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first_img AddThis Sharing ButtonsShare to TwitterTwitterShare to FacebookFacebookShare to LinkedInLinkedInShare to EmailEmailShare to WhatsAppWhatsAppShare to MessengerMessengerShare to MoreAddThis Information sheets on the Collaborative Programme are available from the Foundation’s grant-making team who say they are keen to talk to potential applicants before they apply. About Howard Lake Howard Lake is a digital fundraising entrepreneur. Publisher of UK Fundraising, the world’s first web resource for professional fundraisers, since 1994. Trainer and consultant in digital fundraising. Founder of Fundraising Camp and co-founder of GoodJobs.org.uk. Researching massive growth in giving. The Lloyds TSB Foundation for England and Wales is seeking applications for its Collaborative Programme from charities working together to add value and create better outcomes for their beneficiary groups.The Foundation provides grants of up to three years and is now focusing on funding three specific types of collaborative work:* Co-ordinating services * Working more effectively through cross sector working * Mergers Advertisement Howard Lake | 11 February 2007 | News Lloyds TSB Foundation offers £2.4 million for charities working together  17 total views,  1 views today AddThis Sharing ButtonsShare to TwitterTwitterShare to FacebookFacebookShare to LinkedInLinkedInShare to EmailEmailShare to WhatsAppWhatsAppShare to MessengerMessengerShare to MoreAddThislast_img read more


first_imgLawyer use of technology to provide legal services in the United States is nearly universal. More than 97 percent of respondents to the ABA 2003 Legal Technology Survey indicated that they used a computer for work-related tasks.The survey is a comprehensive look at how the legal profession uses technology. More than 1,500 ABA members in private practice in the U.S. returned questionnaires relating to law office computing, litigation and courtroom technology, and Web and communications. The survey covers issues including technology training, budgeting, hardware and software purchases, as well as where and how lawyers use technology.Lawyers continue to adopt technologies common in other industries, underscoring the similar business needs lawyers share with other professions. More than 26 percent use a laptop as their primary computer, and more than 70 percent have access to a laptop on a temporary basis. Nearly all lawyers, 97 percent, reported using e-mail for work-related tasks, with eight in 10 using e-mail every day for such purposes.Lawyers have seen an increase in their development of business Web sites. More than two-thirds of respondents now have a company Web site, and every firm in the survey with 50 or more lawyers reported having one. However, fewer firms were hosting their Web site internally, down to 37 percent from 40 percent in 2002.High speed Internet connection has increased in law firms, with 36 percent of respondents now using DSL to connect to the Internet at work, up from 27 percent last year. Just 12 percent of respondents use dial-up connections, down from 20 percent in 2002.Of the 90 percent of lawyers who used the Internet to conduct research of any type, almost two-thirds favored Google as their general-purpose Internet search engine or directory, up from 52 percent last year.Another 16 percent of respondents preferred Yahoo! — a 7 percent drop from the previous year. While the Internet is a significant research tool for lawyers, more than half of those surveyed still receive their technology information from print publications, as opposed to the Web.One area of significant growth over the last year was security. In possible response to the increase of unwanted e-mail, anti-spam software usage increased from 48 percent in 2002 to 72 percent in 2003. E-mail and Internet policies also grew in importance, with 60 percent of firms reporting that they had an e-mail usage policy and 57 percent reporting an Internet usage policy, increases from last year of 11 percent and 6 percent respectively. More than half of the firms had implemented a disaster recovery or business continuity plan, up 10 percent from the previous year.In the general office software category, there were few surprises. Word processing, spreadsheets, and accounting were still the most popular general software packages. The availability of software applications specifically geared toward the legal profession increased, with time and billing being the most widely available, at 78 percent of firms, and widely used at 46 percent.The survey is an annual project of the ABA’s Legal Technology Resource Center, a specialized unit providing lawyers, bar associations, law schools, and other legal organizations with information on technology and its use in the practice of law. The center’s professional staff research and write on technology issues and provide continuing legal education on practice management using technology. For more information on the 2003 survey or the resource center, visit www.lawtechnology.org or call (312) 988-5465. Lawyers go hi-tech August 15, 2004 Regular Newscenter_img Lawyers go hi-techlast_img read more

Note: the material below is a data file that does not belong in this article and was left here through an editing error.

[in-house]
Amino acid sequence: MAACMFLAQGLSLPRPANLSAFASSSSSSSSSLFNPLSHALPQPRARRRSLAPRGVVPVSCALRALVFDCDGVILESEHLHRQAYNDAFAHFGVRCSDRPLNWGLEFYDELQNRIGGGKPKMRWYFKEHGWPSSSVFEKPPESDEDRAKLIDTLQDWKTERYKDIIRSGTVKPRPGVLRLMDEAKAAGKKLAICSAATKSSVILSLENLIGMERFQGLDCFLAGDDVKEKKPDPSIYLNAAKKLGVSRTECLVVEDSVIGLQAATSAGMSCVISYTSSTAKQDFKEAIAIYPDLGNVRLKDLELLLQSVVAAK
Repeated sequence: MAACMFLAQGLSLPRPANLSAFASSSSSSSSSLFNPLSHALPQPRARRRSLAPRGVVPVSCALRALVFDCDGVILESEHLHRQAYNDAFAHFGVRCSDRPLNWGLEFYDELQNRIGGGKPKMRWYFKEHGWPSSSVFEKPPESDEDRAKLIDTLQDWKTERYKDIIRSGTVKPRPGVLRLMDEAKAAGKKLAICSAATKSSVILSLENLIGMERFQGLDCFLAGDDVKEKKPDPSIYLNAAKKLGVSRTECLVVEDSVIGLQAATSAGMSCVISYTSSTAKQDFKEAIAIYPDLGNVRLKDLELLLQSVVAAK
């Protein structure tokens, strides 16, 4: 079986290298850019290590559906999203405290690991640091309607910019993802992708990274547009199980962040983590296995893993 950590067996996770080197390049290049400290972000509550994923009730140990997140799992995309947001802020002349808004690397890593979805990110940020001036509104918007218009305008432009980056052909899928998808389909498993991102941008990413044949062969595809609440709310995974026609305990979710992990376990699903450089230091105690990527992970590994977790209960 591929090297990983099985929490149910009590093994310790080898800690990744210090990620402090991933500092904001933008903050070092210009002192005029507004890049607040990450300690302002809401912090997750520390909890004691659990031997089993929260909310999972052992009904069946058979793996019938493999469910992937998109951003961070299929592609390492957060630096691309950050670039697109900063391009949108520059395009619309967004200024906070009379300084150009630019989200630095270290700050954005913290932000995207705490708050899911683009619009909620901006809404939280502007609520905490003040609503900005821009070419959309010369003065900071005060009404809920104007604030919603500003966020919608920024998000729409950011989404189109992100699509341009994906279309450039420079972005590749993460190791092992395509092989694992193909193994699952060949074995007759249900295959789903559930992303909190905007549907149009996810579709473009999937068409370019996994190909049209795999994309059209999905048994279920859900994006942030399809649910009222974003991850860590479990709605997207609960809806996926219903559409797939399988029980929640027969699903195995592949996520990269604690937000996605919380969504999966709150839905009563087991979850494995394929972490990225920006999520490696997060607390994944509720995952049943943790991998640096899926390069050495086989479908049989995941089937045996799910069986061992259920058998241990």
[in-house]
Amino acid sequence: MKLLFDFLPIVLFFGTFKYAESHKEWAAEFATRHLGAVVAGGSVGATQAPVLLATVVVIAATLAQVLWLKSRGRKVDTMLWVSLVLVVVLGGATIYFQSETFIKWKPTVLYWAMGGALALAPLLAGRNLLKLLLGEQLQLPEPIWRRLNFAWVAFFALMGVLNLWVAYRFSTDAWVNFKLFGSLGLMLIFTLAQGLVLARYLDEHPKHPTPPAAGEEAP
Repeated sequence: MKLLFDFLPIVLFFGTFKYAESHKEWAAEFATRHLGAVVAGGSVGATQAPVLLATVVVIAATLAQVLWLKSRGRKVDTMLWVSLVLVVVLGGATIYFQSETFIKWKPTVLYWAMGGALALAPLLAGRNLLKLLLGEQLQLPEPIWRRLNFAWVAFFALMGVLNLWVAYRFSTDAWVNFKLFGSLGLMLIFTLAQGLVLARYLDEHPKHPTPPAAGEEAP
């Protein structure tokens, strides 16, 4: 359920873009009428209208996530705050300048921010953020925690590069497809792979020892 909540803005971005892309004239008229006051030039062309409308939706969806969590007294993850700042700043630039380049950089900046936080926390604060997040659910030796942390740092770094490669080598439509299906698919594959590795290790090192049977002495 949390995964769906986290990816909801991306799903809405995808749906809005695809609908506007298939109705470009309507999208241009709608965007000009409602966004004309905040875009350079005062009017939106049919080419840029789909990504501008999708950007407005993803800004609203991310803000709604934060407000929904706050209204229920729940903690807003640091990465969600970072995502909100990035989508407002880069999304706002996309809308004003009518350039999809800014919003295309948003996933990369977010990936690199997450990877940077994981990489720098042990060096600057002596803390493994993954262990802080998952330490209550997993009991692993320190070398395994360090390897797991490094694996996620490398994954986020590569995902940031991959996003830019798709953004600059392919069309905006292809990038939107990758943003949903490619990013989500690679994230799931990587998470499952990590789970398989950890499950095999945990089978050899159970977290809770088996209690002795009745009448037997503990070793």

first_imgby: Dan BergerAs much as I like quick lists and tips on improving skill sets and becoming a better person, achieving those ends also involves a journey of self-discovery that isn’t so black and white.Leadership Coach David Roppo says in a LinkedIn article, “Leadership, especially the legendary type, requires a journey. There isn’t a shortcut, quick fix approach, or an effective method for micromanaging life and/or personal behavior.”He explains that legendary leadership “is a product of internal development on both emotional and spiritual levels.” In other words, what you see is what you get: The characteristics you exhibit on the outside come from who you are on the inside. continue reading » 3SHARESShareShareSharePrintMailGooglePinterestDiggRedditStumbleuponDeliciousBufferTumblrlast_img read more